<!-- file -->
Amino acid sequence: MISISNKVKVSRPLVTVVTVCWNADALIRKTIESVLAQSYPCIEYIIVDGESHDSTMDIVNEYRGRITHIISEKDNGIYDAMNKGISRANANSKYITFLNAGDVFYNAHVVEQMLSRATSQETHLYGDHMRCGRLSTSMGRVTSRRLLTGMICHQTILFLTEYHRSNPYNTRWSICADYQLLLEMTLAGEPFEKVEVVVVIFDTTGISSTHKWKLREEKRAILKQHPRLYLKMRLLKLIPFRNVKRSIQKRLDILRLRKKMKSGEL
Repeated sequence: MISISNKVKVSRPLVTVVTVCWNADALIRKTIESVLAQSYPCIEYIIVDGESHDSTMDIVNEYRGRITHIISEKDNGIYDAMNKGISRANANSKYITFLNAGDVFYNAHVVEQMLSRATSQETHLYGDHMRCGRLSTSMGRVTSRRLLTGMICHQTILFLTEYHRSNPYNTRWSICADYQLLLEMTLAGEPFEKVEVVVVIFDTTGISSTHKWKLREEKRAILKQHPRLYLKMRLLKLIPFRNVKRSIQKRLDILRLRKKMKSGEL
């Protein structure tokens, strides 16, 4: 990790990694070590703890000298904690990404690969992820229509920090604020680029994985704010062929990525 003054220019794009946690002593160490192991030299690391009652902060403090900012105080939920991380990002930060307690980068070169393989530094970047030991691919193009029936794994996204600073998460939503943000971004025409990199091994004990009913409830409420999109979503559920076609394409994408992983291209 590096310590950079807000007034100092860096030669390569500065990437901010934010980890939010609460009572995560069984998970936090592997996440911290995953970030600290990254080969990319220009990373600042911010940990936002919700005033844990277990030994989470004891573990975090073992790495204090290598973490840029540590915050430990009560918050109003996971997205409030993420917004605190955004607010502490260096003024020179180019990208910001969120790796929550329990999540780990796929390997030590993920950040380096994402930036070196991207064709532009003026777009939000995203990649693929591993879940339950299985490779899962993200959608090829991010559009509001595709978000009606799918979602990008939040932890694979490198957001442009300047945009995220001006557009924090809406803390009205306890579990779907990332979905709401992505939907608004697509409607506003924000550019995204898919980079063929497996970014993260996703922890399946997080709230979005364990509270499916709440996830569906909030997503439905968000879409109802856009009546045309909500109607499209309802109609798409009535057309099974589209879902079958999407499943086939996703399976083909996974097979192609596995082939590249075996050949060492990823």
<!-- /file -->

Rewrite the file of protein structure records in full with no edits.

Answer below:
Amino acid sequence: MISISNKVKVSRPLVTVVTVCWNADALIRKTIESVLAQSYPCIEYIIVDGESHDSTMDIVNEYRGRITHIISEKDNGIYDAMNKGISRANANSKYITFLNAGDVFYNAHVVEQMLSRATSQETHLYGDHMRCGRLSTSMGRVTSRRLLTGMICHQTILFLTEYHRSNPYNTRWSICADYQLLLEMTLAGEPFEKVEVVVVIFDTTGISSTHKWKLREEKRAILKQHPRLYLKMRLLKLIPFRNVKRSIQKRLDILRLRKKMKSGEL
Repeated sequence: MISISNKVKVSRPLVTVVTVCWNADALIRKTIESVLAQSYPCIEYIIVDGESHDSTMDIVNEYRGRITHIISEKDNGIYDAMNKGISRANANSKYITFLNAGDVFYNAHVVEQMLSRATSQETHLYGDHMRCGRLSTSMGRVTSRRLLTGMICHQTILFLTEYHRSNPYNTRWSICADYQLLLEMTLAGEPFEKVEVVVVIFDTTGISSTHKWKLREEKRAILKQHPRLYLKMRLLKLIPFRNVKRSIQKRLDILRLRKKMKSGEL
């Protein structure tokens, strides 16, 4: 990790990694070590703890000298904690990404690969992820229509920090604020680029994985704010062929990525 003054220019794009946690002593160490192991030299690391009652902060403090900012105080939920991380990002930060307690980068070169393989530094970047030991691919193009029936794994996204600073998460939503943000971004025409990199091994004990009913409830409420999109979503559920076609394409994408992983291209 590096310590950079807000007034100092860096030669390569500065990437901010934010980890939010609460009572995560069984998970936090592997996440911290995953970030600290990254080969990319220009990373600042911010940990936002919700005033844990277990030994989470004891573990975090073992790495204090290598973490840029540590915050430990009560918050109003996971997205409030993420917004605190955004607010502490260096003024020179180019990208910001969120790796929550329990999540780990796929390997030590993920950040380096994402930036070196991207064709532009003026777009939000995203990649693929591993879940339950299985490779899962993200959608090829991010559009509001595709978000009606799918979602990008939040932890694979490198957001442009300047945009995220001006557009924090809406803390009205306890579990779907990332979905709401992505939907608004697509409607506003924000550019995204898919980079063929497996970014993260996703922890399946997080709230979005364990509270499916709440996830569906909030997503439905968000879409109802856009009546045309909500109607499209309802109609798409009535057309099974589209879902079958999407499943086939996703399976083909996974097979192609596995082939590249075996050949060492990823």